From time to time I see online discussion about determining matched line loss (MLL) from Return Loss.
Something like 150 years ago a self educated genius thought about the problem of ‘smearing’ of telegraph signals in submarine cables and developed a model for the behavior of transmission lines that remains a very good model today. (The guy’s day job was as a telegraphist.)
He needed to develop new mathematics and new concepts like reactance, and he did this in the face of recognised engineers of the day dismissing the ideas.
The smearing problem was different propagation speed of the fundamental and harmonic components of the telegraphy waveform, he referred to it as distortion and in terms of his RLGC transmission line model he defined the requirements for a “Distortionless Line”. Zo for a Distortionless line is a purely real number, and a Lossless Line is a special case of a Distortionless Line. Continue reading RF transmission lines – quite old art
I was asked whether the nanoVNA can display VSWR in terms of 400Ω or some other arbitrary impedance.
Some antenna analysers and VNAs support display of results in terms of some specified impedance other than 50Ω, sometimes only a limited fixed set.
The direct answer to the question is “probably no, not directly on the ‘original’ nanoVNA today”, there are many firmware forks and many PC clients for nanovna, and now many significantly hardware versions appearing. Things may change.
However, if you can save a set of impedance measurements, they can be converted to VSWR relative to some other impedance reference.
A similar set of measurements could be made with a standalone nanoVNA and saved, but given that it is such a clumsy device and its USB socket has become so unreliable, I will not repeat the measurement but use the data used for the article above.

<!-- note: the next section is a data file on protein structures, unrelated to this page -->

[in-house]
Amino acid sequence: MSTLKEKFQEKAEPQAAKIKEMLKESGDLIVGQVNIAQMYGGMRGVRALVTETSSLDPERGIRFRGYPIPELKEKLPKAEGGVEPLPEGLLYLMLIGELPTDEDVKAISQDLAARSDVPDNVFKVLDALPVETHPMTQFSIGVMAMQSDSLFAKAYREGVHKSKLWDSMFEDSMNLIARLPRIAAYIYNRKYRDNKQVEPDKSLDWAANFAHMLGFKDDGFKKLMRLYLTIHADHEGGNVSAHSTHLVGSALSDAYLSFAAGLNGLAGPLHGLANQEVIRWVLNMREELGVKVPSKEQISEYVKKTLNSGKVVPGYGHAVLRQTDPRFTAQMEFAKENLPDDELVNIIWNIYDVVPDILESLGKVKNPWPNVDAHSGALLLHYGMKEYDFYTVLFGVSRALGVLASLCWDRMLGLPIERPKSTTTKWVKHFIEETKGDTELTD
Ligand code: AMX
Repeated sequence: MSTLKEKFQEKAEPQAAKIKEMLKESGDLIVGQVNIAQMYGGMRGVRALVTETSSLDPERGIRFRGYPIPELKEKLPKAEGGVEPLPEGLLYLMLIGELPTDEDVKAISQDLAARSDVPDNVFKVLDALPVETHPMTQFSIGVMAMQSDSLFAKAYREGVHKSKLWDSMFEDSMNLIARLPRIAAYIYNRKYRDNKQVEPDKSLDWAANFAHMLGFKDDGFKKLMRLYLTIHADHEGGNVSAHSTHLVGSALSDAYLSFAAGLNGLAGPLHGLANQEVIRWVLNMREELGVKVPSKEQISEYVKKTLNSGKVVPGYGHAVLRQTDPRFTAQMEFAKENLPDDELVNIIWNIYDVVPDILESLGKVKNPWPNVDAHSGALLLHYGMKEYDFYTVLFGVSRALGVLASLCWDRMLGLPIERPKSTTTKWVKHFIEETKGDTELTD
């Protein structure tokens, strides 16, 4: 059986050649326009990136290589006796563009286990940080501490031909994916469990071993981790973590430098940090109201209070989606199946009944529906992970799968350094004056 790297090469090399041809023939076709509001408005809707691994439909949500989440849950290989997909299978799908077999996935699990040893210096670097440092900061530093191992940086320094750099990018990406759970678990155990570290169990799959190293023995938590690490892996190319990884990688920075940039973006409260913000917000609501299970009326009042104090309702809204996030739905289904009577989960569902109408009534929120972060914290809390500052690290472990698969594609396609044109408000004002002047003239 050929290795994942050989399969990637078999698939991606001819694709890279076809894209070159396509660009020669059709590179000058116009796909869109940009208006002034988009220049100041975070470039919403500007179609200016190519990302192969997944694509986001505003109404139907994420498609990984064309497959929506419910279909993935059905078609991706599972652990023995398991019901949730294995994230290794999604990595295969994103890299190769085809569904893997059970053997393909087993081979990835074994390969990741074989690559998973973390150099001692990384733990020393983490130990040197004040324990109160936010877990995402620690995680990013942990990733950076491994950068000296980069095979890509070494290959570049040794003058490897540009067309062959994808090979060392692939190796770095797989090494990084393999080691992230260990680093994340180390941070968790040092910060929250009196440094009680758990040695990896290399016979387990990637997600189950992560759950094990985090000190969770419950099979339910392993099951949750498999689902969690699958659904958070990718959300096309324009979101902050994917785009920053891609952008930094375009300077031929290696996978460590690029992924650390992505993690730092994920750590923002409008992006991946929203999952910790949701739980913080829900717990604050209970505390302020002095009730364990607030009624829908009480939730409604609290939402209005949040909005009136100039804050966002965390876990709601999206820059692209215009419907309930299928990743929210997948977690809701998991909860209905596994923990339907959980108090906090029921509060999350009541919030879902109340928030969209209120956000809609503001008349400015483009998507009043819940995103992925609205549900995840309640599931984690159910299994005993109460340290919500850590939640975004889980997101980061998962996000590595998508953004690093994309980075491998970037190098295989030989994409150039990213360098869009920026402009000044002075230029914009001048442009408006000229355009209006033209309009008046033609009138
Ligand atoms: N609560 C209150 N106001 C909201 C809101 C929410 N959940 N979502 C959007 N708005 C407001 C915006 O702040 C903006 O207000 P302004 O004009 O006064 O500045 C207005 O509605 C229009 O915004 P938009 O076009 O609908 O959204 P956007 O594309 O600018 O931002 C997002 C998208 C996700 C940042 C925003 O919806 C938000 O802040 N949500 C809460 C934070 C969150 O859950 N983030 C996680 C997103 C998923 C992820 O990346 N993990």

So we have a table of frequency and (R,X) measured looking into a ‘real’ 450Ω feed line, so we will calculate wrt 450Ω but we could use any reference.
(Purdum 2020) describes a small transmitting loop (STL) which is a little novel in that it uses an arrangement of four circular conductor loops, two in parallel in series with the other two in parallel.
There is some evidence that the common 1.024mm (#18) single core CCS windowed ladder line advertised as 30% IACS conductivity supplied recently may be closer to 21%. This is based solely on comparison of measured DC resistance with specification, but that is a strong hint that the copper cladding is less than specification.
Above is a diagram of the so-called “cable balun”.
My evaluation essentially showed that it was not effective in an example practical scenario where one might want to use a balun, and that of itself, it was not likely to significantly reduce common mode current in most scenarios.
Radcom Mar 2020 published a letter in “The last word” from the author defending the device citing a NEC model of one scenario, curiously though without explanation, a different topology to the diagram above from the original article. Note also that it is a structure in free space with no discussion of how that is relevant to real world antennas near ground. Continue reading Radcom Feb 2019 “cable balun” – comment on Radcom “The last word” letter